Members of the Flaviviridae virus family comprise a large group of enveloped viruses with a single-strand RNA genome of positive polarity. Several genera belong to this family, including the Hepacivirus genus, of which hepatitis C virus (HCV) is the prototype member, and the Flavivirus genus, which contains both dengue virus and Zika virus. Viruses of these genera differ in many respects, such as the mode of transmission or the course of infection, which is either predominantly persistent in the case of HCV or acutely self-limiting in the case of flaviviruses. Although the fundamental replication strategy of Flaviviridae members is similar, during the past few years, important differences have been discovered, including the way in which these viruses exploit cellular resources to facilitate viral propagation. These differences might be responsible, at least in part, for the various biological properties of these viruses, thus offering the possibility to learn from comparisons. In this Review, we discuss the current understanding of how Flaviviridae viruses manipulate and usurp cellular pathways in infected cells. Specifically, we focus on comparing strategies employed by flaviviruses with those employed by hepaciviruses, and we discuss the importance of these interactions in the context of viral replication and antiviral therapies.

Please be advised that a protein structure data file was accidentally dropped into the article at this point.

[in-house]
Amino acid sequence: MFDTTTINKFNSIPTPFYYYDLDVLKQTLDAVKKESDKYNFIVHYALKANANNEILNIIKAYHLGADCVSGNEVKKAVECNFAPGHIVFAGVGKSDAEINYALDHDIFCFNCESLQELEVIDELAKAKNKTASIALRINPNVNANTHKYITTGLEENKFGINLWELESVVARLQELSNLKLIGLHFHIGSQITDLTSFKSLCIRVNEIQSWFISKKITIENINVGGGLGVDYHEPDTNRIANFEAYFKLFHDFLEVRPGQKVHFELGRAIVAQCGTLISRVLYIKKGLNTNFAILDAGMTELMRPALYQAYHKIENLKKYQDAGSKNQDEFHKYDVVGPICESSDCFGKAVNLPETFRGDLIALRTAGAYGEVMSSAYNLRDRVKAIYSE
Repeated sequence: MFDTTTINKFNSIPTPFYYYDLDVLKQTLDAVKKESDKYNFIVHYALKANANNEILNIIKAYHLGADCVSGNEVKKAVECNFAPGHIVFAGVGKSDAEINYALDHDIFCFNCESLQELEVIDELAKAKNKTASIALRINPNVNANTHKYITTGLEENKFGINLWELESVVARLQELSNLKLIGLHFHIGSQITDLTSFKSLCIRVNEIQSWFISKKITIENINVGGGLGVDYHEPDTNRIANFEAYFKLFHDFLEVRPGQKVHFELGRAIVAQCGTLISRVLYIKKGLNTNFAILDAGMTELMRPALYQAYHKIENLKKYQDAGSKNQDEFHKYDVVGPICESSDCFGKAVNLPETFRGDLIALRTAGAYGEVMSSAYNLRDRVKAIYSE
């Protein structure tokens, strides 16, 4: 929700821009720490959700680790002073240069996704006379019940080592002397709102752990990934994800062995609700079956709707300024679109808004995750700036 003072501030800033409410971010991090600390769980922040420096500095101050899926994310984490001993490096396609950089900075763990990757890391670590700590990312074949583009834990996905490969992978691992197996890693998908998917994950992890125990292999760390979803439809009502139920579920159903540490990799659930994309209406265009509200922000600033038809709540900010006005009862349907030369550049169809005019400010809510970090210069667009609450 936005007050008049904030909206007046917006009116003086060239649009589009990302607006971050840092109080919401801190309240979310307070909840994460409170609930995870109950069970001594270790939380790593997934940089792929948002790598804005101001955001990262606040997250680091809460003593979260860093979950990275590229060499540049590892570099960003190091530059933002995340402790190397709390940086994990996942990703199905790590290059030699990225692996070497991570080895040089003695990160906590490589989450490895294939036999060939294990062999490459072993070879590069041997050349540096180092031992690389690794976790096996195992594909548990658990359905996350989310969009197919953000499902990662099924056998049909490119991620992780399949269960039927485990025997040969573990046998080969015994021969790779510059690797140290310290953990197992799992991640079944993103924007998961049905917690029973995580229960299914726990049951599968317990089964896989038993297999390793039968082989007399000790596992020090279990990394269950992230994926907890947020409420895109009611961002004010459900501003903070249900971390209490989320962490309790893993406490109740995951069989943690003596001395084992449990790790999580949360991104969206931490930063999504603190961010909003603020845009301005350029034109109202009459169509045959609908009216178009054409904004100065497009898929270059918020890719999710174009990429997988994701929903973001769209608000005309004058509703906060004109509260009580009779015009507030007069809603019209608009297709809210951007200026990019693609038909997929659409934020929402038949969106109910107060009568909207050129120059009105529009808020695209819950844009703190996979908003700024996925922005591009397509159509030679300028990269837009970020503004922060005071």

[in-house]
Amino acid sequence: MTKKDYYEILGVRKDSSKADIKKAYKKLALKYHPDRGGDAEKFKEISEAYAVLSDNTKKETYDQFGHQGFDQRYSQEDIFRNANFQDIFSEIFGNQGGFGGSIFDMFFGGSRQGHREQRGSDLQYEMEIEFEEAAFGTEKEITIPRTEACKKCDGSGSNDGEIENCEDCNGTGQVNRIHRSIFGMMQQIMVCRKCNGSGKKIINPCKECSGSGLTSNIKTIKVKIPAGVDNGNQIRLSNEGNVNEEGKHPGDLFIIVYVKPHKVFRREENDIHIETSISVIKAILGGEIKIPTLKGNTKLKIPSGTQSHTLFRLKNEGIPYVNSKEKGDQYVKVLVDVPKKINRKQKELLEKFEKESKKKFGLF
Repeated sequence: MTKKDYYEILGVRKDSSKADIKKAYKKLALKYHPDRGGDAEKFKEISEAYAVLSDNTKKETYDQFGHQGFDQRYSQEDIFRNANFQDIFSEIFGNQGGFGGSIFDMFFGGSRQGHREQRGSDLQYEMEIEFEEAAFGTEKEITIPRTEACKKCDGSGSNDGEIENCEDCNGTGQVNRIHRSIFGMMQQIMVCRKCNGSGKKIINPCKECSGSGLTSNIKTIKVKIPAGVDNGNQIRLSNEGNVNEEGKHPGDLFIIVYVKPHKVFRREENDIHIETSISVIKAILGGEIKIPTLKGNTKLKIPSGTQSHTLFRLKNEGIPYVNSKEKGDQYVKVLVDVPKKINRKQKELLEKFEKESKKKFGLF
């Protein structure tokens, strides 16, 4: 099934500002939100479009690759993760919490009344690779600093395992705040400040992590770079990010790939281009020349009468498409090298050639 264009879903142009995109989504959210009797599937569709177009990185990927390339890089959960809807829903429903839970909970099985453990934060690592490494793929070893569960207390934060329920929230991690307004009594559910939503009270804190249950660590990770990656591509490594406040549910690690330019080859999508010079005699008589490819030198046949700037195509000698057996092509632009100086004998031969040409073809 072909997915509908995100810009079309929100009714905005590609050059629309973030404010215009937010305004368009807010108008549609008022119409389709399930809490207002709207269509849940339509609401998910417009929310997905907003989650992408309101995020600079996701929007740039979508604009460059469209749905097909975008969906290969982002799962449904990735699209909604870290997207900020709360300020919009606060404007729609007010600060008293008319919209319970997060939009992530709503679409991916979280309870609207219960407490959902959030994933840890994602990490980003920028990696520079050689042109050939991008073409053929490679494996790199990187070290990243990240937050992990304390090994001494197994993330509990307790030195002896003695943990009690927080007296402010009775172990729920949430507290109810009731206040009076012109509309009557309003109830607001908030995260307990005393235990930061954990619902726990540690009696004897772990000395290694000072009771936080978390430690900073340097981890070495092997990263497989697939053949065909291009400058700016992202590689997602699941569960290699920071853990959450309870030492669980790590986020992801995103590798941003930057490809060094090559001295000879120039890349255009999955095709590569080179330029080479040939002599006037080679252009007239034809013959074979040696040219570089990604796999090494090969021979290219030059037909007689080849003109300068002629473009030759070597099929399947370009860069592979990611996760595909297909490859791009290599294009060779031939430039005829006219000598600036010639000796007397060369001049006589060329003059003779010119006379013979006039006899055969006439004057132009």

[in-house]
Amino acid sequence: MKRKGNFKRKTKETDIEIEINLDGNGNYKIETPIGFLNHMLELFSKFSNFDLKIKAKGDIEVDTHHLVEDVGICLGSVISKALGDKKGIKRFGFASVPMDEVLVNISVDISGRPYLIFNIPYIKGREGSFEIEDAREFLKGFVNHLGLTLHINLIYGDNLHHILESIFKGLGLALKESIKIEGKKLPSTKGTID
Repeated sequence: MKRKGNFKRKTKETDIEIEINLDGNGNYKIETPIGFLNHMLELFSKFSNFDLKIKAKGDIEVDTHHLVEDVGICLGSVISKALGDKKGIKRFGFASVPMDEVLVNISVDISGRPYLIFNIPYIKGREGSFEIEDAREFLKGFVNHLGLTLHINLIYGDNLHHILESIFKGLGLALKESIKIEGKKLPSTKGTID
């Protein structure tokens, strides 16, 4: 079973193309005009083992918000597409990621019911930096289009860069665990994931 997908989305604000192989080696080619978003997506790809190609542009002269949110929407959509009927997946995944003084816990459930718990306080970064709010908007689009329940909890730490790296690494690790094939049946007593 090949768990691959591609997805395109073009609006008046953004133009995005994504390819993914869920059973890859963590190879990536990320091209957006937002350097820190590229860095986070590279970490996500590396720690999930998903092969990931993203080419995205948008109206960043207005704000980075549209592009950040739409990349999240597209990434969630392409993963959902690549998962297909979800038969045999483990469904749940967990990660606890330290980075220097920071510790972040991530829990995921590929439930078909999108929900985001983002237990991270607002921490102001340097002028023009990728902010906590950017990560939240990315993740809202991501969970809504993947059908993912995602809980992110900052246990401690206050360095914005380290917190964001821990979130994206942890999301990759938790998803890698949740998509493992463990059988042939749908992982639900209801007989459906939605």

Rewiring cellular networks by members of the Flaviviridae family

Cortese M.;
2018

Abstract

Members of the Flaviviridae virus family comprise a large group of enveloped viruses with a single-strand RNA genome of positive polarity. Several genera belong to this family, including the Hepacivirus genus, of which hepatitis C virus (HCV) is the prototype member, and the Flavivirus genus, which contains both dengue virus and Zika virus. Viruses of these genera differ in many respects, such as the mode of transmission or the course of infection, which is either predominantly persistent in the case of HCV or acutely self-limiting in the case of flaviviruses. Although the fundamental replication strategy of Flaviviridae members is similar, during the past few years, important differences have been discovered, including the way in which these viruses exploit cellular resources to facilitate viral propagation. These differences might be responsible, at least in part, for the various biological properties of these viruses, thus offering the possibility to learn from comparisons. In this Review, we discuss the current understanding of how Flaviviridae viruses manipulate and usurp cellular pathways in infected cells. Specifically, we focus on comparing strategies employed by flaviviruses with those employed by hepaciviruses, and we discuss the importance of these interactions in the context of viral replication and antiviral therapies.
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Utilizza questo identificativo per citare o creare un link a questo documento: https://hdl.handle.net/11591/487252
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